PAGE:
It's no revelation that after being on social media for an 8+-hour-day for business, some involved in the social media industry don't log on in their off-hours.
In fact, Reuters Deputy Social Media Editor Matthew Keys announced in July that he was making the decision to quit Twitter until September after citing the need to "unplug."
Keys told Adweek, "You start using the platform to have meaningful interactions with people, and you substitute it for the meaningful interactions you could have in person. You put a lot of things on hold or on a delay or skip out on them altogether, and sometimes you have to in order to get the job done.
"But if you're constantly doing it-and I was constantly doing it-that's not healthy. Pixels and screen names became people to me."
In a digital world where a need to unplug is becoming essential, is there an expectation for the social media managers and directors to have not only a successful strategy for the business, but in their personal social media as well?
Social media being the public space that it is, can be a catch-22 for the handlers of social strategy for corporate, agency and businesses when it comes to their own personal social media.
Seeing that somebody who is in charge of accounts and campaigns for brands only has 13 followers on their personal Twitter or doesn't regularly update their Facebook can hold some irony, but should that factor into whether or not they are qualified to handle social media for anybody else? Blogger Julie Wax doesn't think so.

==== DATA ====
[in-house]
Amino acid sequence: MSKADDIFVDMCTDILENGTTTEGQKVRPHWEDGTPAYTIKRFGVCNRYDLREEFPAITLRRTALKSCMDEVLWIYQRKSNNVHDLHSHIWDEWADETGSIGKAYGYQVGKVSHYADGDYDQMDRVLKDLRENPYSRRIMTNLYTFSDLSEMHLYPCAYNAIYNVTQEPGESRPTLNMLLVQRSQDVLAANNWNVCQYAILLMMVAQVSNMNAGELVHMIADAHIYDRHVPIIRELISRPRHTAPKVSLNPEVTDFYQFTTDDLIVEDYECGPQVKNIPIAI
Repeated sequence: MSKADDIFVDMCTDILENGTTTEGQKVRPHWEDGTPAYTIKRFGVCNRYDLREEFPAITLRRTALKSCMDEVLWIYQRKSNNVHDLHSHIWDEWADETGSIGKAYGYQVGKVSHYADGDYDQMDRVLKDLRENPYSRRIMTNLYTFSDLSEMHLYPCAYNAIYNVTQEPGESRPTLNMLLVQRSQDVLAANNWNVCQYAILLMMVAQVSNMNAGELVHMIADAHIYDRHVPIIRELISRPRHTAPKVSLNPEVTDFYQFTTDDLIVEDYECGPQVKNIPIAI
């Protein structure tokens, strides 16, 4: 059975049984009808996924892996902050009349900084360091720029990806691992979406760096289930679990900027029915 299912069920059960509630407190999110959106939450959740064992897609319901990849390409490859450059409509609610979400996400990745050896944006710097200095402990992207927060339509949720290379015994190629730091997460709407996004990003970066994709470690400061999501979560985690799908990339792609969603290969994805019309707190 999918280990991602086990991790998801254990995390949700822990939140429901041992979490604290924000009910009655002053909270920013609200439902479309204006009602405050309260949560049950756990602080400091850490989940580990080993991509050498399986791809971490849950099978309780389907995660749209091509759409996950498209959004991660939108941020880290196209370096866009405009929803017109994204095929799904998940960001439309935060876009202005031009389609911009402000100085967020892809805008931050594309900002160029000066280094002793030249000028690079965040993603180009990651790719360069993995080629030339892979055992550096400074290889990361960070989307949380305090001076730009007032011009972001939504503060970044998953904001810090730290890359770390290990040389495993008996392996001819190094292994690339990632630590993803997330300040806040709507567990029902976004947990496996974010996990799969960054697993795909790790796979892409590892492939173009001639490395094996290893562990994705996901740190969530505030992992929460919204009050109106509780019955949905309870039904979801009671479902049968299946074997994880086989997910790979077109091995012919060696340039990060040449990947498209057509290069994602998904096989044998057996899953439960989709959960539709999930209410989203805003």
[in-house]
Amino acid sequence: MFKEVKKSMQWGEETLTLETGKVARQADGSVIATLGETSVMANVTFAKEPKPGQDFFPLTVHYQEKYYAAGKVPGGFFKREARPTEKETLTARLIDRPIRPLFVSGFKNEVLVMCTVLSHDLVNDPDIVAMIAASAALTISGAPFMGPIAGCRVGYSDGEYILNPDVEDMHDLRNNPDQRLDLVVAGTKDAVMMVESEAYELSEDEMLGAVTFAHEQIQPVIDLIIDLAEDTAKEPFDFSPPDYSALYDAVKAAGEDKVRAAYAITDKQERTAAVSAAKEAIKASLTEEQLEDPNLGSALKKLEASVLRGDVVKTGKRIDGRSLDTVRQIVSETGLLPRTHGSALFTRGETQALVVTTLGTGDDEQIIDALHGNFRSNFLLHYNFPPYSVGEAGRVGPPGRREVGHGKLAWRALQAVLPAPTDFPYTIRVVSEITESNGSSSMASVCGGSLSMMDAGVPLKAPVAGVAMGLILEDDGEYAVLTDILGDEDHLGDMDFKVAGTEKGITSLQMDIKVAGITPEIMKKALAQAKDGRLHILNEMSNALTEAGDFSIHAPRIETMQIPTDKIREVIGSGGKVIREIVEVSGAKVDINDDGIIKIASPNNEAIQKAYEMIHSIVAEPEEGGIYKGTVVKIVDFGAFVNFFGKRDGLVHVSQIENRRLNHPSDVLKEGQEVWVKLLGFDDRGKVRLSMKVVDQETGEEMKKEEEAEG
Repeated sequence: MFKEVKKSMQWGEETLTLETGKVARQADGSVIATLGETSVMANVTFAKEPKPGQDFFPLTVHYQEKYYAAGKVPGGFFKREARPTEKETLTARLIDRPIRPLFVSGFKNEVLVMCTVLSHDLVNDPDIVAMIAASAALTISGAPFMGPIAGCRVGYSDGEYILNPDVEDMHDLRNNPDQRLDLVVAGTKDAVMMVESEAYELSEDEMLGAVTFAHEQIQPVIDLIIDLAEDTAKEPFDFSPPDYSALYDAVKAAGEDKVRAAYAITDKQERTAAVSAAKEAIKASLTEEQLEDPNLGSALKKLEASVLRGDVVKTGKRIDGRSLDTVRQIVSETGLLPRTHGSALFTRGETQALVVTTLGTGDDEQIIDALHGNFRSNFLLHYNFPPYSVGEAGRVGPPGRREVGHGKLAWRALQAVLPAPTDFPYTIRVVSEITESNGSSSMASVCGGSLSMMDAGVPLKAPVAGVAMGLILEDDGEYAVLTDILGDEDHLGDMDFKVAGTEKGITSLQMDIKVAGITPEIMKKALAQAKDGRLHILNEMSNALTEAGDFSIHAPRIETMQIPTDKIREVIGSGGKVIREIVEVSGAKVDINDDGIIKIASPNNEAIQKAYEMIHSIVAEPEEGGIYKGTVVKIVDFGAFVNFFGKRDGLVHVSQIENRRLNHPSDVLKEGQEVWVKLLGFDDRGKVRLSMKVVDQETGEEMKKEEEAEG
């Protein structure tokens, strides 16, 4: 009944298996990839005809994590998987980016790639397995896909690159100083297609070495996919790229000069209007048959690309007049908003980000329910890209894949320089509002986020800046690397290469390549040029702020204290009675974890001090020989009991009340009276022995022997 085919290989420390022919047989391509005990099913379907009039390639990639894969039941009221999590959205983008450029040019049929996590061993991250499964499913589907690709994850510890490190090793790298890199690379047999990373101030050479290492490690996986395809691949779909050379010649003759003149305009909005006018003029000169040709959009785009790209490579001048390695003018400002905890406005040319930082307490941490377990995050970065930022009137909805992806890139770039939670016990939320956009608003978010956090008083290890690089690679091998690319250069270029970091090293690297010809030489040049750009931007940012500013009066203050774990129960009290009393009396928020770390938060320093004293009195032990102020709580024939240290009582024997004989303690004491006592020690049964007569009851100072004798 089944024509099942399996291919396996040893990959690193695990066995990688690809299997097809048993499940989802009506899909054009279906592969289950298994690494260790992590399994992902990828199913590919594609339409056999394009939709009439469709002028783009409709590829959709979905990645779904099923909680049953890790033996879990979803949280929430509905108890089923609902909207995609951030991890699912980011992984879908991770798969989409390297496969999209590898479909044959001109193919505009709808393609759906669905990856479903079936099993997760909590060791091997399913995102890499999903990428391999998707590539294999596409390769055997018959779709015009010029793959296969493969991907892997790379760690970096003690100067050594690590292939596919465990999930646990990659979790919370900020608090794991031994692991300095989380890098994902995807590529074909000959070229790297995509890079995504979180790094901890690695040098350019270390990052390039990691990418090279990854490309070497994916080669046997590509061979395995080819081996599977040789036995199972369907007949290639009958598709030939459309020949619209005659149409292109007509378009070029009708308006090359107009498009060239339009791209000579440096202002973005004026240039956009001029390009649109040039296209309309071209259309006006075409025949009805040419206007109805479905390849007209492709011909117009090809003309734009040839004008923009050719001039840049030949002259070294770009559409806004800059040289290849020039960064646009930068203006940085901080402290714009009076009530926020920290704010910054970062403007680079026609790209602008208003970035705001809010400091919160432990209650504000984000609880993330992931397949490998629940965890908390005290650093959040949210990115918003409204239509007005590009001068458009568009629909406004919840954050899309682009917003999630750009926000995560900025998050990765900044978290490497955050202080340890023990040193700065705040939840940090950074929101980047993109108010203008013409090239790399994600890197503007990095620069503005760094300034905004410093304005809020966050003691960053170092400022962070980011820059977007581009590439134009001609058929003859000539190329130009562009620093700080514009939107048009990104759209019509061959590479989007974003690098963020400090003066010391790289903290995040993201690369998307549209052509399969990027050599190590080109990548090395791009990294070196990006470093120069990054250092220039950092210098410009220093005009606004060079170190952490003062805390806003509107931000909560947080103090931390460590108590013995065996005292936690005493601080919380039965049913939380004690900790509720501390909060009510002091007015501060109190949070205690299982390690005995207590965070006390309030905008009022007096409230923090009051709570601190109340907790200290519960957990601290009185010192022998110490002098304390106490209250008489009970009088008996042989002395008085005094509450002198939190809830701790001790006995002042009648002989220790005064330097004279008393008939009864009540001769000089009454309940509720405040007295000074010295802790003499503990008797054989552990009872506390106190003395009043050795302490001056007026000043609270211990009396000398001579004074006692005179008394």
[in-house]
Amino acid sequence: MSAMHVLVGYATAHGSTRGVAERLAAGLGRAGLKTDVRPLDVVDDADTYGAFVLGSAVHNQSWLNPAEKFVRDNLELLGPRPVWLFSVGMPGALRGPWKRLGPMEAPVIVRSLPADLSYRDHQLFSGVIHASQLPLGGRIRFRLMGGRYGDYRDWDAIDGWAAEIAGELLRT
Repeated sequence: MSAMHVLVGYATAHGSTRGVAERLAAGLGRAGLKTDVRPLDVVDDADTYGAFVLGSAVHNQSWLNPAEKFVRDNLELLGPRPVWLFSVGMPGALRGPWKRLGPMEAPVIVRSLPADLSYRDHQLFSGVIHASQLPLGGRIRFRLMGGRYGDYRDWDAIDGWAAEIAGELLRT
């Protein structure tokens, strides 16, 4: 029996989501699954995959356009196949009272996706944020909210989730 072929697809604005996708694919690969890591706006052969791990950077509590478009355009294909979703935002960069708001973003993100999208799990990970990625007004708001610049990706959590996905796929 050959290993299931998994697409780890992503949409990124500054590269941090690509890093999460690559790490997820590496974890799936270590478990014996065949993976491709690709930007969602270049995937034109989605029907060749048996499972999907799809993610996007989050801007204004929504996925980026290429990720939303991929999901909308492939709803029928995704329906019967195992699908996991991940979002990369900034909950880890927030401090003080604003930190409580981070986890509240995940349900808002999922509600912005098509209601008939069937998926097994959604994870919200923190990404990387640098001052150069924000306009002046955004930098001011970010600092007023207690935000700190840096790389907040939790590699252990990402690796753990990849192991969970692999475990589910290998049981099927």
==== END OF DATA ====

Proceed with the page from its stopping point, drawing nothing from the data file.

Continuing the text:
"As cliche as it sounds, it's more about how you connect with others than in how many places you appear," Wax says.
Engagement has often been touted as what it takes to push brand content to the next level. Agencies like Digitas and tech websites like Mashable talk how to make your brand more engaging across the social sphere, but many of the industry insiders suggest different paths on how to get that engagement.
Ask questions; speak directly to your influencers; be authentic.
Several reach the same conclusion - it's not the amount of content you are putting out there, it's how you are interacting. And Wax agrees.
"In social media, to me, it's not as much about quantity as it is quality. It's not how many networks you are involved with, but about how you engage."
Wax, who has a strong following on her own shoe blog, I Heart Heels, is also on Twitter, Facebook, LinkedIn, Instagram, Pinterest, Klout, Tumblr and YouTube. Of any of those accounts, she believes a social media practitioner must be on at least Twitter and Facebook, with awareness of the others.
"As [with] the beauty products I test, someone who is going to advise on social media must have tested it all, to some extent, before they can provide direction," Wax says.
Similarly, Flywrite Communications president KD Reep says it doesn't matter to her which platforms a professional has accounts on, as long as they have knowledge of what's out there. She adds, "For me, the only way to become fluent in social media is to use it."
I don't know YouTube at all. So if I found someone who knew all of the ins and outs of that platform, could communicate them to the client and me effectively and demonstrate results, I wouldn't care if he or she were ever on any other platform. However, if someone purports himself to be an 'expert,' he better be able to answer any question I have about anything available."
The "quality over quantity" maxim that applies to businesses and brands, may also apply to the professionals themselves.
Reep says social media is still so new, and it is morphing so rapidly, anybody could be an expert. "I find anyone who proclaims to be an expert as suspect," she says candidly.
If you were hiring a social media manager, would it make a difference if they had little or no presence in personal social media? Let us know why or why not in the comments below.